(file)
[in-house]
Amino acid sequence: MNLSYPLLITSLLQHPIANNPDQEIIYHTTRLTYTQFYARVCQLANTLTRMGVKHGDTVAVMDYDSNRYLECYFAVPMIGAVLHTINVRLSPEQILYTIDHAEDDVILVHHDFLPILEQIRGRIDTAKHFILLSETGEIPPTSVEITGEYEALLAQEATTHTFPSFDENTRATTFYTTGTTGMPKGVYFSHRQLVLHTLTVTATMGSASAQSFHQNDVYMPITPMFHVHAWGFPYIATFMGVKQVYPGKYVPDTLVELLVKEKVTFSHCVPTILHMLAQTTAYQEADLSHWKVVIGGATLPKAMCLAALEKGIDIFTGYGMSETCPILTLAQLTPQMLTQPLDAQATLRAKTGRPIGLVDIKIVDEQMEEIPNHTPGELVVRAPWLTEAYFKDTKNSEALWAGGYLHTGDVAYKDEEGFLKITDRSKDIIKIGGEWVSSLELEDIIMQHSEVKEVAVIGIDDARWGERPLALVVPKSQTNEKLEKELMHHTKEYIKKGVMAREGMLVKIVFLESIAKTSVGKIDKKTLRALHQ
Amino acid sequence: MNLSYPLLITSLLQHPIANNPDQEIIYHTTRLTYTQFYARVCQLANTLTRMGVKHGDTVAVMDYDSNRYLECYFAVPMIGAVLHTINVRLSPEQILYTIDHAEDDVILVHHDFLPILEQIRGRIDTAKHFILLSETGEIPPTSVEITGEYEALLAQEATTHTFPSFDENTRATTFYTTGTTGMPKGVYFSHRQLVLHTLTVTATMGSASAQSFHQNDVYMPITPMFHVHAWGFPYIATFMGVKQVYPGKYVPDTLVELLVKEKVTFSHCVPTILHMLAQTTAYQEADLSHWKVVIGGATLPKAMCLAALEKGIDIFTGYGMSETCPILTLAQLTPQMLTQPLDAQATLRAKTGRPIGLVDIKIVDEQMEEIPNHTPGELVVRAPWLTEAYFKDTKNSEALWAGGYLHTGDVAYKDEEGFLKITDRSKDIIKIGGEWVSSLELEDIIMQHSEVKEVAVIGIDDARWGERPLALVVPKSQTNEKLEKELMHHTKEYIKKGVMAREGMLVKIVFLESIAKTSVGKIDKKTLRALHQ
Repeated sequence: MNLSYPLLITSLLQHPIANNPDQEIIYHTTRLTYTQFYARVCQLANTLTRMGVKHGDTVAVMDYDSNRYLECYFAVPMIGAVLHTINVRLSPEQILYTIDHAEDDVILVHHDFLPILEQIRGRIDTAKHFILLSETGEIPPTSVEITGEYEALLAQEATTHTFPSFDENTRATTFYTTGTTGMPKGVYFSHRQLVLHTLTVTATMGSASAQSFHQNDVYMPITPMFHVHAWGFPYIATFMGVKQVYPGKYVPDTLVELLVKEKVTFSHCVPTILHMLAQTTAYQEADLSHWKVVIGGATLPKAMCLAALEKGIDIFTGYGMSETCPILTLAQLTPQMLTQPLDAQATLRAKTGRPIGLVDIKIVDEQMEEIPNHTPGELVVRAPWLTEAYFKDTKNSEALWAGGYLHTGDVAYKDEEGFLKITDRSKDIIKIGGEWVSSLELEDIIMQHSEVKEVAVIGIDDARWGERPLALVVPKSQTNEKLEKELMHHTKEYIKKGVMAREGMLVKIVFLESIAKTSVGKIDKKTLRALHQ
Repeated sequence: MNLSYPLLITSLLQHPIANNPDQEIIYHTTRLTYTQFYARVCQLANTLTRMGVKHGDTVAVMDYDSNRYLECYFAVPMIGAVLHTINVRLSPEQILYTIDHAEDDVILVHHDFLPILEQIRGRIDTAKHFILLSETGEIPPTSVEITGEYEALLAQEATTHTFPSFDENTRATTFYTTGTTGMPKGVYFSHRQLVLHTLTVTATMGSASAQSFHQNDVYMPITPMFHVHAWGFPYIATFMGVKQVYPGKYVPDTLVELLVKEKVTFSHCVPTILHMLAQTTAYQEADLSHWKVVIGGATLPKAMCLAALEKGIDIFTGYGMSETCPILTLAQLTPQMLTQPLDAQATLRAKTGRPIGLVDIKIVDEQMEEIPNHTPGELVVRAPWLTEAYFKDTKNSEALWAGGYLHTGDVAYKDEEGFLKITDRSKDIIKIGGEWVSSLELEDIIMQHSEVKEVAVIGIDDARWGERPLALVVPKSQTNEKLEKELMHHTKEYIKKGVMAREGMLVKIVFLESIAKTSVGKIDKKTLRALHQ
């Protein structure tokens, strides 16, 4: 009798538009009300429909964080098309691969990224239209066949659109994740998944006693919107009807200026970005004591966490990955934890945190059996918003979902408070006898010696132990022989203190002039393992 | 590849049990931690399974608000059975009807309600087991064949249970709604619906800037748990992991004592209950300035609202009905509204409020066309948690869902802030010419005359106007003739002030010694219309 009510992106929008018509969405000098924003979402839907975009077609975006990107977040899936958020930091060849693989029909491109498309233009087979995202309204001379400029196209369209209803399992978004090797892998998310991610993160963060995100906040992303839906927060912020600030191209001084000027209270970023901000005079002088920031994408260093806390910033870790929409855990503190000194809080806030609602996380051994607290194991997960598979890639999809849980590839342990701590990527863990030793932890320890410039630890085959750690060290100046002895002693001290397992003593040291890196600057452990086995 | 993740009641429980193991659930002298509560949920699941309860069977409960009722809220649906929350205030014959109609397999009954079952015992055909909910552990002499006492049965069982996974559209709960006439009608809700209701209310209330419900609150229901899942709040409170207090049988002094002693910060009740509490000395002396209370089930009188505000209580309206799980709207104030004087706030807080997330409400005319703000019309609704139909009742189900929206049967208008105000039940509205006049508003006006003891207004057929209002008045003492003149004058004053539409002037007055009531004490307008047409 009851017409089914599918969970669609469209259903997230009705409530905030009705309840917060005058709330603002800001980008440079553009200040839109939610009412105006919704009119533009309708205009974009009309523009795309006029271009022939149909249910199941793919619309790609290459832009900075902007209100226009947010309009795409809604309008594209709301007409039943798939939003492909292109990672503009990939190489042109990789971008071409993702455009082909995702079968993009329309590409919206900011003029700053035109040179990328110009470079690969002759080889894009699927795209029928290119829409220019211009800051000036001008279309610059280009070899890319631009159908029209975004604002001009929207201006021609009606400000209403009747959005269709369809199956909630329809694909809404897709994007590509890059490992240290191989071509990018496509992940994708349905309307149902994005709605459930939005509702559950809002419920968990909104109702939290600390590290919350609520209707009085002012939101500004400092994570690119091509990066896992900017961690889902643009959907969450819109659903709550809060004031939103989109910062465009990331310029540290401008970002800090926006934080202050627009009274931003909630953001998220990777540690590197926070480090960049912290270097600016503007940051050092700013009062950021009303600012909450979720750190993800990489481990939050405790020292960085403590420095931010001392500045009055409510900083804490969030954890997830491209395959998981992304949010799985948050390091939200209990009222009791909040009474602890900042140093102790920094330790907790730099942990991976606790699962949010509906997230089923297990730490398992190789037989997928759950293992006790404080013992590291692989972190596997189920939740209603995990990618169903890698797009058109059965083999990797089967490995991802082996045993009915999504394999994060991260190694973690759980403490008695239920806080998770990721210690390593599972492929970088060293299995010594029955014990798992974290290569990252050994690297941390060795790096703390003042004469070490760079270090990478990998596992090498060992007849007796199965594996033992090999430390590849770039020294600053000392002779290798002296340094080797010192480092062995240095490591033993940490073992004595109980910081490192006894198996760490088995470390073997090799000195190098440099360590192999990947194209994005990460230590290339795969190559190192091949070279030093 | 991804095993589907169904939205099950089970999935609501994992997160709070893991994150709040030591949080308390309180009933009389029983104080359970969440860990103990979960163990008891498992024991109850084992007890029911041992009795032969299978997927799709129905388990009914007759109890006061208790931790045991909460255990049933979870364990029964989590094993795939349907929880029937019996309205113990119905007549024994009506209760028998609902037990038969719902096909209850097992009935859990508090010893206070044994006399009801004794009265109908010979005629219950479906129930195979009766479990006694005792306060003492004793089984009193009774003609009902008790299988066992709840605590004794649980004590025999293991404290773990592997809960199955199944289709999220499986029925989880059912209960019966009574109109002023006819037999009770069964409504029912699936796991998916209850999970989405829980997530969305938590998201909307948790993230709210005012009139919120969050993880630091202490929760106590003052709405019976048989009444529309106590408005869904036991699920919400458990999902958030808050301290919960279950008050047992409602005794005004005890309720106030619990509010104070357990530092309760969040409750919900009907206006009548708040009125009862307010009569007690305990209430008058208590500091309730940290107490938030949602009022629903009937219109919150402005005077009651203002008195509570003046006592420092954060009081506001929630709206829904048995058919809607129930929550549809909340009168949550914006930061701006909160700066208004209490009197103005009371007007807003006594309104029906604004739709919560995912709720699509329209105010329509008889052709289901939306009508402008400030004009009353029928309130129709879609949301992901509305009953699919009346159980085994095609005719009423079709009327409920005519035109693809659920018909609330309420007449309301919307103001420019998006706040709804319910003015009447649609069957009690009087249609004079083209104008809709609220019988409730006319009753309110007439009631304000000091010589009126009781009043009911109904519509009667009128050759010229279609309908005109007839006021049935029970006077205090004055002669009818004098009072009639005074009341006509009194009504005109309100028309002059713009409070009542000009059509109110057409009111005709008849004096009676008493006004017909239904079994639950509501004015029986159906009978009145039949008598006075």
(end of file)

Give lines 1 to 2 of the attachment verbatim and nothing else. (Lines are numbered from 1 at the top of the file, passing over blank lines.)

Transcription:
[in-house]
Amino acid sequence: MNLSYPLLITSLLQHPIANNPDQEIIYHTTRLTYTQFYARVCQLANTLTRMGVKHGDTVAVMDYDSNRYLECYFAVPMIGAVLHTINVRLSPEQILYTIDHAEDDVILVHHDFLPILEQIRGRIDTAKHFILLSETGEIPPTSVEITGEYEALLAQEATTHTFPSFDENTRATTFYTTGTTGMPKGVYFSHRQLVLHTLTVTATMGSASAQSFHQNDVYMPITPMFHVHAWGFPYIATFMGVKQVYPGKYVPDTLVELLVKEKVTFSHCVPTILHMLAQTTAYQEADLSHWKVVIGGATLPKAMCLAALEKGIDIFTGYGMSETCPILTLAQLTPQMLTQPLDAQATLRAKTGRPIGLVDIKIVDEQMEEIPNHTPGELVVRAPWLTEAYFKDTKNSEALWAGGYLHTGDVAYKDEEGFLKITDRSKDIIKIGGEWVSSLELEDIIMQHSEVKEVAVIGIDDARWGERPLALVVPKSQTNEKLEKELMHHTKEYIKKGVMAREGMLVKIVFLESIAKTSVGKIDKKTLRALHQ